Accordingly, what is needed is a method for a calling party of a push-to-talk communication to get a message to each of the called parties when some or all of the called parties are presently unavailable.
  • BRIEF DESCRIPTION OF THE DRAWINGS
  • [0007]
    FIG. 1 is a block diagram of a cellular communication system in accordance with the present invention.
  • [0008]
    FIG. 2 is a flow chart of a dispatch voice messaging method in accordance with the present invention.
  • PREFERRED EMBODIMENT OF THE INVENTION
  • [0009]
    Referring to FIG. 1, a block diagram of a cellular communication system 100 which supports push-to-talk services (PTT) is shown. Several users 10-14 are shown coupled to the cellular communication system 100. For purposes of explanation, names will be used interchangeably with each of the mobile units 10-14. That is, mobile unit 10 represents a subscriber named Sue; mobile unit 12 represents a cellular subscriber Bob; cellular mobile unit 13 represents a cellular subscriber Bill; and mobile unit 14 represents a cellular subscriber Doug.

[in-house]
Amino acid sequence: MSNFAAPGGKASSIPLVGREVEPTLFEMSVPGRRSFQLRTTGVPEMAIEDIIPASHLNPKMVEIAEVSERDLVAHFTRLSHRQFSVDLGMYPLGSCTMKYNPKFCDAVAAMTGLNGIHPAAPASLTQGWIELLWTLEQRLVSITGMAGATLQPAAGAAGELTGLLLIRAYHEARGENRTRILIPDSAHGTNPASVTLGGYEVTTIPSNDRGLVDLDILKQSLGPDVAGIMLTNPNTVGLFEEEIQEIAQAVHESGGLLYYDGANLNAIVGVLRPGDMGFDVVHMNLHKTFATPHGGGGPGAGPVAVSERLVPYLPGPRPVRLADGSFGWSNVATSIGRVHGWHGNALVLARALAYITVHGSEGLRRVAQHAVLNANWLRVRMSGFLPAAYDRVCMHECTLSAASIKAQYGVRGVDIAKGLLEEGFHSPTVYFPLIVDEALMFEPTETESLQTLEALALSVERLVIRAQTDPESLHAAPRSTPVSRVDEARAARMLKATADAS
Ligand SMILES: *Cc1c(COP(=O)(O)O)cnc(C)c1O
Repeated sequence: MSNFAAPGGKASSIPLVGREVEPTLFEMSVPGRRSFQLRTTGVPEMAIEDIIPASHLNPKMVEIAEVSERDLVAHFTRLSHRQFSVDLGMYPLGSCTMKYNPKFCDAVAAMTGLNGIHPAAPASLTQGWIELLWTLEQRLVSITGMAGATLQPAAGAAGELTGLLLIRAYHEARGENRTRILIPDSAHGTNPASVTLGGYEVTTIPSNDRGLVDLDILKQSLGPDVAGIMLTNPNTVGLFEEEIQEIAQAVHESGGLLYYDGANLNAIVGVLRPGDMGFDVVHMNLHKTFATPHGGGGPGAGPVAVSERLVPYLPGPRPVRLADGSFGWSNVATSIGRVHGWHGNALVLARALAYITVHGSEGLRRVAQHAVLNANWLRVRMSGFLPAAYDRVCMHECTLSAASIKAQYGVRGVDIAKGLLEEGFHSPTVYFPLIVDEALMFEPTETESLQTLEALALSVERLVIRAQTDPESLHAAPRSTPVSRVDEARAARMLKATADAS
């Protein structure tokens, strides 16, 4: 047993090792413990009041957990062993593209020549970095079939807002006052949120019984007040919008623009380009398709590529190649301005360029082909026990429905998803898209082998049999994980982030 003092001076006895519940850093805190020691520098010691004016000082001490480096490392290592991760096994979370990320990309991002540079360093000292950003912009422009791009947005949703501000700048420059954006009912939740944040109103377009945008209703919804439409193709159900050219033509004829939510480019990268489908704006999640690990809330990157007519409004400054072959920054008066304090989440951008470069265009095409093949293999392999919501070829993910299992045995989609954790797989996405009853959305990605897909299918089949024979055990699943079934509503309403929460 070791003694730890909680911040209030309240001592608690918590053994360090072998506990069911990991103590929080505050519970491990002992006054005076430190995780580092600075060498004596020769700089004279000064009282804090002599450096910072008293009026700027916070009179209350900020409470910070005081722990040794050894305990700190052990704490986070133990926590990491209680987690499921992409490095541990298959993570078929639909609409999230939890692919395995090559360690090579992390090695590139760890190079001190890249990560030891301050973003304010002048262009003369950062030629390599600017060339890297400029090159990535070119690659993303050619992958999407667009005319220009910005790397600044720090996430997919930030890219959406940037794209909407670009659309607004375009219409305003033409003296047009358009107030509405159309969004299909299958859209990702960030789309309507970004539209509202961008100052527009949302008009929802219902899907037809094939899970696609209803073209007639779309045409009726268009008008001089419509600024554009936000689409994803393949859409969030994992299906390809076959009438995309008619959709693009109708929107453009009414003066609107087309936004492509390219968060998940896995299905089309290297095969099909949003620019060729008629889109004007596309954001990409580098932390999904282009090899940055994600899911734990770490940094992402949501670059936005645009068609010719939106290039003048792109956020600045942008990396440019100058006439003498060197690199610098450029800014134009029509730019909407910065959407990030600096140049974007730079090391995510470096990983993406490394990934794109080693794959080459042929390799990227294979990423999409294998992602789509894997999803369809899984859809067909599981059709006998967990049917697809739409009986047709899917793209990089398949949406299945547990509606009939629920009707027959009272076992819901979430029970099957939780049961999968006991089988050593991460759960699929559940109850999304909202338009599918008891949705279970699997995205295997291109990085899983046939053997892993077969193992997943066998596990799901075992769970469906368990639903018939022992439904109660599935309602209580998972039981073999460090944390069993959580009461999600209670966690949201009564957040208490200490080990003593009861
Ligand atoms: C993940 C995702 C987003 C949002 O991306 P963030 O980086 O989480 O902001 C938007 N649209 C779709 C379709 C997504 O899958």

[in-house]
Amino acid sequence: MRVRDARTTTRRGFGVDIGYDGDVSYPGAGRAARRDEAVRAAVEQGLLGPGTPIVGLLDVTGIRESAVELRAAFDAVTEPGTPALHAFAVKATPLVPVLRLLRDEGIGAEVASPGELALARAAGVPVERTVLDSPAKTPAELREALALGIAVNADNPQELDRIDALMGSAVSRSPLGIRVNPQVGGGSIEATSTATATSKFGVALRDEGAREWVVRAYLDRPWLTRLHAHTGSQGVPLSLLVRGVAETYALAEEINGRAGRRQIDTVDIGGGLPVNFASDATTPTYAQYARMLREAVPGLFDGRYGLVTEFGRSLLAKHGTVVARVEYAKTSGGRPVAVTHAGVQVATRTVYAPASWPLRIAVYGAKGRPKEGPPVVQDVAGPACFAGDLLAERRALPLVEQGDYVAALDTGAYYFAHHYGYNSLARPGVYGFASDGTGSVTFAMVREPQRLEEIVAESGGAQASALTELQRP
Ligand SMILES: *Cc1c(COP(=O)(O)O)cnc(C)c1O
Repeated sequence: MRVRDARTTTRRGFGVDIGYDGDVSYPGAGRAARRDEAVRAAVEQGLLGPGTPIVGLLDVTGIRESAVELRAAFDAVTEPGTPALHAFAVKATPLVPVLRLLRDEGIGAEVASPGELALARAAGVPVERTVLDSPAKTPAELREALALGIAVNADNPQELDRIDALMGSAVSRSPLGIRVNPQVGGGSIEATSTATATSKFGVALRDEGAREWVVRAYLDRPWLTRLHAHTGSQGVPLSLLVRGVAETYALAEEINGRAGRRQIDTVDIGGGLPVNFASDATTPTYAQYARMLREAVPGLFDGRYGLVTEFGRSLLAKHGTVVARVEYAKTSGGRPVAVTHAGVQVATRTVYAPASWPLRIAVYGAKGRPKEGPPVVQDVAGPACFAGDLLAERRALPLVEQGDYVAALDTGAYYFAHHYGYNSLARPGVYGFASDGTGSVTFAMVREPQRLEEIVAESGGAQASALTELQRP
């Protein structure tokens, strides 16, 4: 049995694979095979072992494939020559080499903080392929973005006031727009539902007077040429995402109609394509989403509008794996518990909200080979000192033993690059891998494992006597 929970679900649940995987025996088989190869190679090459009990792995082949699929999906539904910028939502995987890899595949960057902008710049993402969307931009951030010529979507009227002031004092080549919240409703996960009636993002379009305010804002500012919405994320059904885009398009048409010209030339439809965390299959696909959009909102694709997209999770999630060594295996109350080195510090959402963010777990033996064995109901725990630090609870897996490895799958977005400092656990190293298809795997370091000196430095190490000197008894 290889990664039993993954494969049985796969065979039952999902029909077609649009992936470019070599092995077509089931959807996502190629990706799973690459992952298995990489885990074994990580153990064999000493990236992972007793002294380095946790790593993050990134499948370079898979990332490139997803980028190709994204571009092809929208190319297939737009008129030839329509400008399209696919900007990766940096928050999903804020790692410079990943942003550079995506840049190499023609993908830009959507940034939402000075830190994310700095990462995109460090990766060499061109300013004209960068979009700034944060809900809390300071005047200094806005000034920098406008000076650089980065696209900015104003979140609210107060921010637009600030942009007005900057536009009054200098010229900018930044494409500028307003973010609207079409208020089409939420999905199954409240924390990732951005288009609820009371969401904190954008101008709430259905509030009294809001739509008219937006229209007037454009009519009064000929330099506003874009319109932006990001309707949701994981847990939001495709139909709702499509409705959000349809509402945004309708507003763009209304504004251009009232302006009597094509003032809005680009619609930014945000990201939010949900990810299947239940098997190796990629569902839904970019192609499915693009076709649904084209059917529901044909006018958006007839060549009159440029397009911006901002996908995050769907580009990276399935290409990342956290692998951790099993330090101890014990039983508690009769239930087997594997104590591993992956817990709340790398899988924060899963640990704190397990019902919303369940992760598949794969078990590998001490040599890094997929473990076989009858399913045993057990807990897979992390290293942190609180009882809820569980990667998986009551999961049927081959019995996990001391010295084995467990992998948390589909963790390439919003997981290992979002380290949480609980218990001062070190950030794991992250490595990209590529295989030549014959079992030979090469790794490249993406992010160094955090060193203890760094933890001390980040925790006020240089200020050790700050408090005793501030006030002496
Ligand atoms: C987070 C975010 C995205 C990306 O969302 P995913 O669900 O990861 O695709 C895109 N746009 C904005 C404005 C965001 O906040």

• [0010]
    Cellular communication system 100 includes base station transceiver (BTS) 20 coupled to mobile units 10, 11 and 12. Base station transceiver 20 is coupled to cellular network 30.
  • [0011]
    Similarly, cellular users Bill 13 and Doug 14 are coupled to base station transceiver 80. Base station transceiver 80 is coupled to cellular network 70.
  • [0012]